Fellow dog owners, it’s time to accept that people aren’t obligated to love our pets

Loving dogs is as British as cracking a joke. But not everyone is a dog lover – and that’s OK

Shaparak Khorsandi
Friday 26 April 2019 18:53 BST
Brits love animals, but not everyone may think your beloved pooch is a champ
Brits love animals, but not everyone may think your beloved pooch is a champ (Alamy)

One of the marvellous things about being from two countries, with two languages and two very different cultures, is that I can step out of each now and then, and peep in with the warm familiarity of an insider and the bafflement of a visitor. It’s like having one eye that’s English and another that’s Iranian, and I gain a little depth perception by looking through both at once.

In Iran, there is a saying: “An unexpected guest is a gift from god.” This beautiful expression sums up the incredible warmth and hospitality of the Iranians I know and love. Throughout my childhood, my mother could frequently be found dashing about in the kitchen, hurriedly preparing an impromptu banquet because my father had just met a nice couple washing their car outside and invited them in for lunch.

Lovely though these memories are, if you are washing your car outside my house, the best you can hope for from me is an awkward smile and suppressed irritation that you’ve nabbed my favourite parking spot.

When I was about ten, a woman from America turned up at our house unannounced with a large suitcase and stayed for a week. She spent the days sightseeing and the evenings with my parents and other guests who popped in. When she left, we all went to the airport with her and said our heartfelt goodbyes. To this day neither of my parents are sure exactly who she was.

But the social aspects of a culture work best when all involved understand the rules. In my student days, I took the Iranian style of hospitality to an almost pathological level when I met an older bloke in the pub who had just got out of prison. I immediately invited him to move in with me and my friends in my student house, which he did, the very next day.

Sadly, he was not fully on board with the house rule against drunkenly threatening to kill us all at 2am each night, so in this case, it was us who left and our guest who stayed. These days, if you need a place to stay, try my mum and dad.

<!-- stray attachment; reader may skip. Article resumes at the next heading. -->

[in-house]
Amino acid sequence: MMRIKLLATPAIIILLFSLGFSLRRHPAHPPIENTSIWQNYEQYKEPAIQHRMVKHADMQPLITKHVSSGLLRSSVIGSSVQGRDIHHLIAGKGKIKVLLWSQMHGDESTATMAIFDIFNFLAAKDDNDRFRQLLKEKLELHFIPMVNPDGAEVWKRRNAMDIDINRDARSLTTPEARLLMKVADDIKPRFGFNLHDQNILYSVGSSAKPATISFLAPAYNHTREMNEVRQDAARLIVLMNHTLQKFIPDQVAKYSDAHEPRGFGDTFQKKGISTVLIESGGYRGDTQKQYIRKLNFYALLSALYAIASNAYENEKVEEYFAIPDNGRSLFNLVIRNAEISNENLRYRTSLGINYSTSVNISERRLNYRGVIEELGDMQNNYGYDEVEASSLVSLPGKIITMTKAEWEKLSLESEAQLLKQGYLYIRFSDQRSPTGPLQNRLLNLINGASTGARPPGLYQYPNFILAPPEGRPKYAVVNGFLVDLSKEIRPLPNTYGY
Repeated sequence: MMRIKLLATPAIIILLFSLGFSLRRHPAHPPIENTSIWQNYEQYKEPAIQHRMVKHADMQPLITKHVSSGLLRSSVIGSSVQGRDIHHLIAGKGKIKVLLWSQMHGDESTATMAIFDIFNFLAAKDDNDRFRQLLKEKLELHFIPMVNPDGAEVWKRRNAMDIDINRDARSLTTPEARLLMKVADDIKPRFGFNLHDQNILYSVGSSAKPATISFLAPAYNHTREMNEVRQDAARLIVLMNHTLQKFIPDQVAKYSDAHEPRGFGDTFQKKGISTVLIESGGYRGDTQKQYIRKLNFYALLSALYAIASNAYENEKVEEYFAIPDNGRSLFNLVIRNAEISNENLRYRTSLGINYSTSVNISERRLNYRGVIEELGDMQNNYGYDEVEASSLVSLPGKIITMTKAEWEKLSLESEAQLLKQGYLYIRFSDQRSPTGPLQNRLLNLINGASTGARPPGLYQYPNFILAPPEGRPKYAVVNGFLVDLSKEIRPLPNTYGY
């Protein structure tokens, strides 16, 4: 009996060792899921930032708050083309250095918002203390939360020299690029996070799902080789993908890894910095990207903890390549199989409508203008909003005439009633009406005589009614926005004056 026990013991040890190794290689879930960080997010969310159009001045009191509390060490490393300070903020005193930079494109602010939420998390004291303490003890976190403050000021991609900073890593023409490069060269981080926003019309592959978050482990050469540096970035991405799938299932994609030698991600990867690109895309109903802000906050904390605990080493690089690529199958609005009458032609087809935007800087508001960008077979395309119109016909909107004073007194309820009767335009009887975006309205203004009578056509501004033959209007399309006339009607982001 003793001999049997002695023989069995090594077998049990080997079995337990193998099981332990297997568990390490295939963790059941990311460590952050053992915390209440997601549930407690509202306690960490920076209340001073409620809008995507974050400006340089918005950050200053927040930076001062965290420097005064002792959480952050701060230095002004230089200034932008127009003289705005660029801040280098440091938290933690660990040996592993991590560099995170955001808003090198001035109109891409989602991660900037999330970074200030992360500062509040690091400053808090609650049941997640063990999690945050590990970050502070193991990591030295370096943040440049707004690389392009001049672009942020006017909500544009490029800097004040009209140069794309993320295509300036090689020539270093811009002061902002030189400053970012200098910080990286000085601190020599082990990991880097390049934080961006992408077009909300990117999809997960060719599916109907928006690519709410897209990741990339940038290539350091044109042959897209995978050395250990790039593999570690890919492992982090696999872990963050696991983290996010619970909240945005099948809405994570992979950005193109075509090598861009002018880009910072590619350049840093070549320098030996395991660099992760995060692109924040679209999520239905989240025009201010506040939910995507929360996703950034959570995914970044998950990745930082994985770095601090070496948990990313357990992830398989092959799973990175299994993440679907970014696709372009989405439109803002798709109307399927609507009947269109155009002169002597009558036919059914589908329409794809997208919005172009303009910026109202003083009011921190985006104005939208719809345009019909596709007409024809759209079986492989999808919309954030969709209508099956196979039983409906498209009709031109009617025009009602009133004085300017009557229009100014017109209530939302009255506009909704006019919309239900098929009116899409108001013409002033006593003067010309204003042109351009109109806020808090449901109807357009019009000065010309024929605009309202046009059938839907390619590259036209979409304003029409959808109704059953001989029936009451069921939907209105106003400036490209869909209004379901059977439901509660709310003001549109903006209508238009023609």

Search for owners of dog found riding alone on Dublin train

There are also aspects of English and other British cultures which jump out the moment I cast my one Iranian eye over them. The first is the humour. It’s not about how funny Brits are, but rather how our humour is used.

The other thing is dogs. No one loves dogs like we do. Other cultures are fascinated, baffled and frequently revolted by just how much English people embrace dogs in their lives, their homes, and, in extreme cases, their mouths. In some countries, it’s perfectly normal to see a dog tied up outside all day and left to bark at traffic. In this country, I took my dog to the vet because she was a bit quiet one morning. Turns out she was meditating.

When we first brought her home, I was advised to train her to sleep in a crate. On the first night, she cried, so I brought my duvet down and slept with her on my kitchen floor for three weeks, like a Victorian scullery maid. Every night, she would wait until I was asleep, and then creep past me and up the stairs. Now, she sleeps in my bed with my boyfriend, and I am fully crate-trained.

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If you’re ambling about with a dog, London is not the unfriendly place that its reputation would suggest. Everyone talks to you. Mine is still a puppy, and if we have an appointment to keep (she is very busy) then we have to leave two hours early to give people time to coo. She’s a golden retriever so she’ll be a big dog, and it doesn’t exactly help with her training when strangers make a fuss of her as she jumps up at them, but 99 per cent of people do, because they love dogs.

But in the park last week, I met one of the 1 per cent. My puppy ran up to a woman on a bench and jumped up at her. She screamed, stood up and started shouting at me. Mortified, I put my dog on a leash, apologised about 57 times, saying, “you’re absolutely right, I’m so sorry, you’re right, you’re right”, which pacified her (although not my dog, who was still cheerfully bouncing off prams), and we parted on friendly terms.

It shook me up though. I had been spoiled by a community of dog lovers and forgot that, to some people, they are just filthy furry rags with sharp teeth and bad breath from eating their own poo. We dog owners have to accept that.

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